Etching and Engraving in Le Locle

The museum shows 20 years of etched and engraved art of Georg Baselitz (1938). The etchings, the wood engravings, and the linocuts that he makes alongside his paintings contribute to his quest for the most effective stroke. The subjects of his engravings and etchings are frequently represented upside down in order to blur the tracks of possible interpretations and to subvert common references. However, he does not simply exhibit upside-down works that were made right-side up. Bestiary and human representations, the horse, the dog, the eagle, as well as the fragmented body, are part of his repertoire that the artist never ceases to reinvent. Baselitz is a great master of engraving and etching, which he practices as an art in its own right.

When Art became Art

Ferdinand Hodler (1853-1918), Unanimity, city hall Hanover,1913 (detail). Photo Kunsthaus Zurich.

The exhibition focuses on Reformation as starting point of objects becoming art. The show unites some 60 works from the 16th to the 20th centuries. At its centre is Ferdinand Hodler’s ‘Unanimity’ in the stairwell of the Moser building. Selected works by Old Masters retrace the crisis of the religious image in the Reformation, while Italian Baroque paintings offer an insight into the religious art of the Counter-Reformation. At the beginning of the 19th century Zurich offers up some of the Nazarenes – a group of artists working in Rome who looked back to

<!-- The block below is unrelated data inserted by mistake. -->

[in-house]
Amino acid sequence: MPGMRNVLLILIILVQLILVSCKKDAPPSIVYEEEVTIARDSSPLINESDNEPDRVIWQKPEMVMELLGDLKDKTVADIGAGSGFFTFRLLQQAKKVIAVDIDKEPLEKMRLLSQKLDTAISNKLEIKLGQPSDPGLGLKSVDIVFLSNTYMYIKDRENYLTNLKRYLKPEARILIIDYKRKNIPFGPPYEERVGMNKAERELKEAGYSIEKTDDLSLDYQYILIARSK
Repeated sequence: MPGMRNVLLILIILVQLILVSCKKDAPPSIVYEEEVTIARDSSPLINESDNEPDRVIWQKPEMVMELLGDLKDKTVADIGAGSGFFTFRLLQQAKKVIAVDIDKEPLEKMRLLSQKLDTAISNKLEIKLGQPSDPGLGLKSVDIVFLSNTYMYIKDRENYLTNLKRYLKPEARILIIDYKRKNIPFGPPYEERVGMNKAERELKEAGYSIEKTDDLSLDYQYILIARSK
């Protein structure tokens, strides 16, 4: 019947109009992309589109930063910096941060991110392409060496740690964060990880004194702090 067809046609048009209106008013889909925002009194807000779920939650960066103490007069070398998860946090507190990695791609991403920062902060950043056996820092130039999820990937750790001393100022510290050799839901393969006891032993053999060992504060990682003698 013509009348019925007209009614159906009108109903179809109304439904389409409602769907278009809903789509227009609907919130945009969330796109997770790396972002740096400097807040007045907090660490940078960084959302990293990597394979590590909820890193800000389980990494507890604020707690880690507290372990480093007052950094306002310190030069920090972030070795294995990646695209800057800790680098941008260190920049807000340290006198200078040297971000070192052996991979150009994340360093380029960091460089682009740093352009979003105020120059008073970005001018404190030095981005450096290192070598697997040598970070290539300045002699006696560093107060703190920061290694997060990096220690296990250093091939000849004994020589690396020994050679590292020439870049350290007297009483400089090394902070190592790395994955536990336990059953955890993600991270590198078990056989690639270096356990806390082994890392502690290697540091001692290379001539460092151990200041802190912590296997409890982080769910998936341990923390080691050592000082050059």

the pre-Reformation church and art. Finally, the innovators of Concrete Art sought universal truths through their pure, almost Reformation-style painting and Piet Mondriaan (1872-1944) is being examined as a reformer pur sang.


Money and Church

Exhibition Geld und Kirche. Photo: Coin Cabinet Wintherthur.

The medieval Church had a solid financial- and tax administration. The incomes originated from agriculture, estates and other properties, and also from indulgencies and other questionable moneymakers.  The exhibition focuses on the moral, financial and religious aspects of the ambivalent attitude of the Church.